The Ryan McGrath Band
An interview with roots-rock country and blues artist Ryan McGrath
by Mike Huberty
The Ryan McGrath Band
With a voice that can move from southern Country twang to downtrodden Blues, THE RYAN MCGRATH BAND is honest Black Crowes and Creedence-style roots-rock. In addition to singer Ryan, the band is Tall Paul Sabel on harmonica, Willie “Roadhouse” Rauch on bass, Dr. James “The Cardiologist” LeFevre on drums. And they’ve opened shows for artists like Darius Rucker, Trace Adkins, and Peter Frampton. They’ll be playing June 14th at Lone Girl Brewing, June 15th at the Anchor in Edgerton, the 21st at Octopi, and the 29th at Wisconsin Brewing Company. We talked with Ryan about his music and their upcoming sets.
MI: Why do you love Roots-Rock?
RM: I love how genuine the roots of a lot of that music is. It ain’t processed, it ain’t filtered or auto-tuned, it’s real and it’s infectious. Growing up I always loved CCR. John Fogerty’s voice and his songs are amazing sure, but the rhythm section and the arrangements of those songs are what drew me in. There’s no smoke and mirrors, no glitz; it’s just music for the working man. And it really tells the truth about American music too; it’s rooted in life’s experience and steeped in the blues.
MI: What’s the latest song that people should check out to know what the band is all about?
RM: Check out the lyric video to the song “Three Black Crows” that we released a couple months back. It really showcases how nice Tall Paul’s playing on the harmonica is, and what a depth of blues knowledge the man has. He’s got some sweet little James Cotton kinda licks in there. There’s Dobro, there’s banjo, it’s just a nice little rootsy track.
MI: What’s that track about?
RM: I wrote the song a couple years ago, picking the dobro on my porch and looking at the fields. I was thinking about how many different ways there are to give up on something or let a dream die. Everybody has aspirations and goals for their lives but sometimes because it’s practical or just because it’s difficult they give up on those dreams. Maybe they think they’ve got all the time in the world, they think their trip here on Earth will go on forever or something. Like Albert King said man, everybody wants to get to heaven, nobody wants to go now. It’s a good song because it’s simple, short, but it says a lot.
MI: Is there any theme that runs through Know My Name?
RM: Know My Name was the first album that we put together. There’s really not much of a theme but we recorded the original tracks we’d been playing for awhile that captured the kind of stuff we do when we play live. I like the album because the hard work in studio was maybe a fraction of the hard work done out on stages all over the place. We pry played most of those songs a hundred times a piece live before they ever made it onto the album. When I listen to it, I think of all the small-town bars we used to play all the time, and the good hardworking people that would come down to listen to us play. If a bar has $2 tall boys of PBR and there’s old beer signs and license plates all over the walls, it’s probably the kind of bar I like…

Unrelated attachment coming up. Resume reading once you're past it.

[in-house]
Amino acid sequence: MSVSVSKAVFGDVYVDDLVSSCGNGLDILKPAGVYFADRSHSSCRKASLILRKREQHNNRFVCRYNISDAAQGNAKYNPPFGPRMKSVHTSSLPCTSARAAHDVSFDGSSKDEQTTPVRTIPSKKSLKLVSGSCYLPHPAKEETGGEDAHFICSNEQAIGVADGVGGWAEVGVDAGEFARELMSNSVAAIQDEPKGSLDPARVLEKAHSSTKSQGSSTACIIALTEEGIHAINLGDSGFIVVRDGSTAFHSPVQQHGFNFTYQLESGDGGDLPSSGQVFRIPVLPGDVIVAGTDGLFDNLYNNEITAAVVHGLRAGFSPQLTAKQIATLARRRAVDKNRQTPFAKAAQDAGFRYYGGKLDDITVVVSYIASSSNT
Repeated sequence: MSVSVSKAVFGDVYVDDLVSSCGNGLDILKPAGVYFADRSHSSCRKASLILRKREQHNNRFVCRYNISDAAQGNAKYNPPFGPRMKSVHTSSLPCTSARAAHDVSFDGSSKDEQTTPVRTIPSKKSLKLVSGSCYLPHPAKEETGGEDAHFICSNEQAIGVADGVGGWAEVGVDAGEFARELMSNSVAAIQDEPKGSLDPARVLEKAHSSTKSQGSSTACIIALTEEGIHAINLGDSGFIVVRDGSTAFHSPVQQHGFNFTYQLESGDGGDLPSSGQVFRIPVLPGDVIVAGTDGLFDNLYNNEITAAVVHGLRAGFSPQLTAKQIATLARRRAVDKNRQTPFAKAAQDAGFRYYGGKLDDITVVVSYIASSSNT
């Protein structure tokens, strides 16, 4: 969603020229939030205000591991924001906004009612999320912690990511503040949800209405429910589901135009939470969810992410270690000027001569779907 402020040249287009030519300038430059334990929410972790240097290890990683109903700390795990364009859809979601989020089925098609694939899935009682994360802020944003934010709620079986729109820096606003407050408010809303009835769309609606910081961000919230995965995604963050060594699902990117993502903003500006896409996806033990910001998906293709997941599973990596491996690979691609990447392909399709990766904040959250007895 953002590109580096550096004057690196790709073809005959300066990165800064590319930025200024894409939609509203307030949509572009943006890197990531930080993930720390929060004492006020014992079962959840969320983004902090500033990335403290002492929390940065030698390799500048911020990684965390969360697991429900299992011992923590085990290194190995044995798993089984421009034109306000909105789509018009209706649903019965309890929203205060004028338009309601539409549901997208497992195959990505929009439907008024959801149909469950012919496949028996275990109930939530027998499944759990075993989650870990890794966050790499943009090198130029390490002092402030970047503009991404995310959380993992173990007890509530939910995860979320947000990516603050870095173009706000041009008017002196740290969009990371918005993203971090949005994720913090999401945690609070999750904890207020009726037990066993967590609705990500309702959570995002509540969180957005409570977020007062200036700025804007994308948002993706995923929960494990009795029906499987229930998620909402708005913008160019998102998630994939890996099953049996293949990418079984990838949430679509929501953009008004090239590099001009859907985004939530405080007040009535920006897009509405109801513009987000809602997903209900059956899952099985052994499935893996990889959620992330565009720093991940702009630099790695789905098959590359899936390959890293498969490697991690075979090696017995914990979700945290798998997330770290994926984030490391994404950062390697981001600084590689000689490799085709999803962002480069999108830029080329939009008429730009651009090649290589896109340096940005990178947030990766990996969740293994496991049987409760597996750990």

MI: What’s the story behind the name?
RM: The title track of the album was actually a song I wrote a few days before we were recording in studio. That song was originally recorded at Egg Studios in Minneapolis, and because of a last minute change of plans we couldn’t record the song we’d originally planned on. So I sat down and wrote the song that afternoon, and the boys and I practiced it in the hotel room the night before we recorded it. The lyrics are all about my life when we were a young band. Emailing and calling clubs, hearing nothing back, trying to get paid at the end of the night, apathetic crowds, non-existent crowds, everything. I respect cover bands, and we do more than our fair share of covers in a given set, but when it comes to original music sometimes people just don’t know what to make of it. So it’s always nice to play a joint that loves live, original music. There’s actually a song on the album called “Play Somethin’ I Can Dance to,” that came from a real conversation with someone. We were playing a private party in these people’s garage, we’d maybe been a band like a year, and this gal came up to me during our set break while I was changing a guitar string. She was saying, “You guys play too many blues songs, you can’t dance to the blues. You should play something I can actually dance to.” I just looked at her and was like, “Well, this is gonna be one damn long night for you.” But then the song came to me later that week so I guess I should thank her.
MI: What’s been your favorite show?
RM: The most memorable night we played was out to Riley Tavern outside Verona. Awesome bar. We played there the night of a Badgers Hawkeyes game, and a bunch of Iowa fans were there mourning their loss. They danced all night, cheered after every song, hung out with us during set break and even paid us to play a couple hours extra. Riley Tavern is already an awesome bar, but that night it felt like heaven on Earth, to put it plainly.
MI: How do you get inspired to write?
RM: When I need inspiration, I work a long day, swing by E-ville Spirits on the way home, buy me a case of Hamm’s, and sit out on the back stoop listening to the train and watching the fields–drinking ice cold Hamm’s. Hard work makes cold beer taste better. It’s a fact. But that’s when the blues comes back to me, and I start thinking about something to write. I still have my Grandmother’s old piano in my house. It’s a little out of tune, but sometimes I’ll sit and play that piano for awhile… playing jazz. She loved jazz. When I listen to old recordings of Monk, or the Duke, Ella, Miles, even Dave Brubeck–you can’t help but get inspired. There’s always something from those artists to draw from. “Kathy’s Waltz” by Dave Brubeck, is just about the nicest song I can think of.